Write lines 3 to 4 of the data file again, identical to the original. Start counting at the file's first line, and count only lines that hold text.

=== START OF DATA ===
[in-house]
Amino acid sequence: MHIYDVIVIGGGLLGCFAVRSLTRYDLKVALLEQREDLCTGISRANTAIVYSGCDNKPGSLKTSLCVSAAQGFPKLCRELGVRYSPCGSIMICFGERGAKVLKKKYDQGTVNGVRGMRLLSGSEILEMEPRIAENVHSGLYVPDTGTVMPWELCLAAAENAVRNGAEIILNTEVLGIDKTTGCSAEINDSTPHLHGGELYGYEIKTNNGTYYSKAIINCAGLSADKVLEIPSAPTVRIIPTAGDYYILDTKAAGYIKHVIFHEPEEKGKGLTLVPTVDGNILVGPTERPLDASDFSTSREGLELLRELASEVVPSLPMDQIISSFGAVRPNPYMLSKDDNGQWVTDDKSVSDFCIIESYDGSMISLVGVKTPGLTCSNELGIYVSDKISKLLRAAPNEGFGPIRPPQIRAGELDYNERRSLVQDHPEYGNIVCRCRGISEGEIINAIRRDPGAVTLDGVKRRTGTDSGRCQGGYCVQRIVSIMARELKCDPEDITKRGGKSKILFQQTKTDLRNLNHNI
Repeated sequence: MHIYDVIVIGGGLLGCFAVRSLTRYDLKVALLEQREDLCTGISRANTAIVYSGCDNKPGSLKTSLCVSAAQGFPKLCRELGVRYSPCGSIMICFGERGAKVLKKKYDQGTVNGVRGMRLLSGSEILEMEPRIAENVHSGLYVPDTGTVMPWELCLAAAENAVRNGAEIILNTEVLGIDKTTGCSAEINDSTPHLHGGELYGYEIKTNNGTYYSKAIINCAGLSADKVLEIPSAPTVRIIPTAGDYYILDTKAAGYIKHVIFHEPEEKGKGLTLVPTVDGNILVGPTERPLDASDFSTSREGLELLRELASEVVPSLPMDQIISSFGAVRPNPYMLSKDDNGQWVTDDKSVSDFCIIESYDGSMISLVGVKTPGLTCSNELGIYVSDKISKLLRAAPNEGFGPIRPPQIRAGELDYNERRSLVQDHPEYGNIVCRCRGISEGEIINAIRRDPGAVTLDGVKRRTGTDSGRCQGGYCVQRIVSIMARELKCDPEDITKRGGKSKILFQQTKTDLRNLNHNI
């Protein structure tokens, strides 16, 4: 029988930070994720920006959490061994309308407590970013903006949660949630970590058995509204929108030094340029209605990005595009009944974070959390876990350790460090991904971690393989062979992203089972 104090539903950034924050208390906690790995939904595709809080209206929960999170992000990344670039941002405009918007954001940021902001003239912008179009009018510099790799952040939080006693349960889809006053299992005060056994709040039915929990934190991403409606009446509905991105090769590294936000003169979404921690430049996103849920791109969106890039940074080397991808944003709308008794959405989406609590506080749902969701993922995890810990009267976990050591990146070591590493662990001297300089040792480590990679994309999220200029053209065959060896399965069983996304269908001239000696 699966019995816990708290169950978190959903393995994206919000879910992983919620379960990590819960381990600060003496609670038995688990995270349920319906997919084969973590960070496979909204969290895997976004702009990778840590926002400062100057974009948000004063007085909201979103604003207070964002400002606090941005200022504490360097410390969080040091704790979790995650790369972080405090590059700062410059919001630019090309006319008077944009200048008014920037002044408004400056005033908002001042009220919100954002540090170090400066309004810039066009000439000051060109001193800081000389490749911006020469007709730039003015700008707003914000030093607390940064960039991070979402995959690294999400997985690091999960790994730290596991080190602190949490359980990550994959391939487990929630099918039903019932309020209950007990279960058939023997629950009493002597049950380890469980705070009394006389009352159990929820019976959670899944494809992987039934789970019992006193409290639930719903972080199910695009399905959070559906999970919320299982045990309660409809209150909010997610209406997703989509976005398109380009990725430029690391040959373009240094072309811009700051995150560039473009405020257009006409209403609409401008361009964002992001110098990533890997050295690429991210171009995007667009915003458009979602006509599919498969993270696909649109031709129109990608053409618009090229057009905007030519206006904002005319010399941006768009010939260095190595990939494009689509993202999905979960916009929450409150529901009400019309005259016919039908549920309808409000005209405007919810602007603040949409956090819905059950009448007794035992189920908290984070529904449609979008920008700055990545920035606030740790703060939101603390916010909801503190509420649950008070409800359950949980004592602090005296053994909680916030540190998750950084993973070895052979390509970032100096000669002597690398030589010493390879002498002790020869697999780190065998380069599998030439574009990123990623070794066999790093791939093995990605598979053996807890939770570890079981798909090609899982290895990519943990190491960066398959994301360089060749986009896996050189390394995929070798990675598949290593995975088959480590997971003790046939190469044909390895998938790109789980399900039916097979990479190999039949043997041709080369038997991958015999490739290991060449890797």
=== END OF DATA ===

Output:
Repeated sequence: MHIYDVIVIGGGLLGCFAVRSLTRYDLKVALLEQREDLCTGISRANTAIVYSGCDNKPGSLKTSLCVSAAQGFPKLCRELGVRYSPCGSIMICFGERGAKVLKKKYDQGTVNGVRGMRLLSGSEILEMEPRIAENVHSGLYVPDTGTVMPWELCLAAAENAVRNGAEIILNTEVLGIDKTTGCSAEINDSTPHLHGGELYGYEIKTNNGTYYSKAIINCAGLSADKVLEIPSAPTVRIIPTAGDYYILDTKAAGYIKHVIFHEPEEKGKGLTLVPTVDGNILVGPTERPLDASDFSTSREGLELLRELASEVVPSLPMDQIISSFGAVRPNPYMLSKDDNGQWVTDDKSVSDFCIIESYDGSMISLVGVKTPGLTCSNELGIYVSDKISKLLRAAPNEGFGPIRPPQIRAGELDYNERRSLVQDHPEYGNIVCRCRGISEGEIINAIRRDPGAVTLDGVKRRTGTDSGRCQGGYCVQRIVSIMARELKCDPEDITKRGGKSKILFQQTKTDLRNLNHNI
């Protein structure tokens, strides 16, 4: 029988930070994720920006959490061994309308407590970013903006949660949630970590058995509204929108030094340029209605990005595009009944974070959390876990350790460090991904971690393989062979992203089972 104090539903950034924050208390906690790995939904595709809080209206929960999170992000990344670039941002405009918007954001940021902001003239912008179009009018510099790799952040939080006693349960889809006053299992005060056994709040039915929990934190991403409606009446509905991105090769590294936000003169979404921690430049996103849920791109969106890039940074080397991808944003709308008794959405989406609590506080749902969701993922995890810990009267976990050591990146070591590493662990001297300089040792480590990679994309999220200029053209065959060896399965069983996304269908001239000696 699966019995816990708290169950978190959903393995994206919000879910992983919620379960990590819960381990600060003496609670038995688990995270349920319906997919084969973590960070496979909204969290895997976004702009990778840590926002400062100057974009948000004063007085909201979103604003207070964002400002606090941005200022504490360097410390969080040091704790979790995650790369972080405090590059700062410059919001630019090309006319008077944009200048008014920037002044408004400056005033908002001042009220919100954002540090170090400066309004810039066009000439000051060109001193800081000389490749911006020469007709730039003015700008707003914000030093607390940064960039991070979402995959690294999400997985690091999960790994730290596991080190602190949490359980990550994959391939487990929630099918039903019932309020209950007990279960058939023997629950009493002597049950380890469980705070009394006389009352159990929820019976959670899944494809992987039934789970019992006193409290639930719903972080199910695009399905959070559906999970919320299982045990309660409809209150909010997610209406997703989509976005398109380009990725430029690391040959373009240094072309811009700051995150560039473009405020257009006409209403609409401008361009964002992001110098990533890997050295690429991210171009995007667009915003458009979602006509599919498969993270696909649109031709129109990608053409618009090229057009905007030519206006904002005319010399941006768009010939260095190595990939494009689509993202999905979960916009929450409150529901009400019309005259016919039908549920309808409000005209405007919810602007603040949409956090819905059950009448007794035992189920908290984070529904449609979008920008700055990545920035606030740790703060939101603390916010909801503190509420649950008070409800359950949980004592602090005296053994909680916030540190998750950084993973070895052979390509970032100096000669002597690398030589010493390879002498002790020869697999780190065998380069599998030439574009990123990623070794066999790093791939093995990605598979053996807890939770570890079981798909090609899982290895990519943990190491960066398959994301360089060749986009896996050189390394995929070798990675598949290593995975088959480590997971003790046939190469044909390895998938790109789980399900039916097979990479190999039949043997041709080369038997991958015999490739290991060449890797």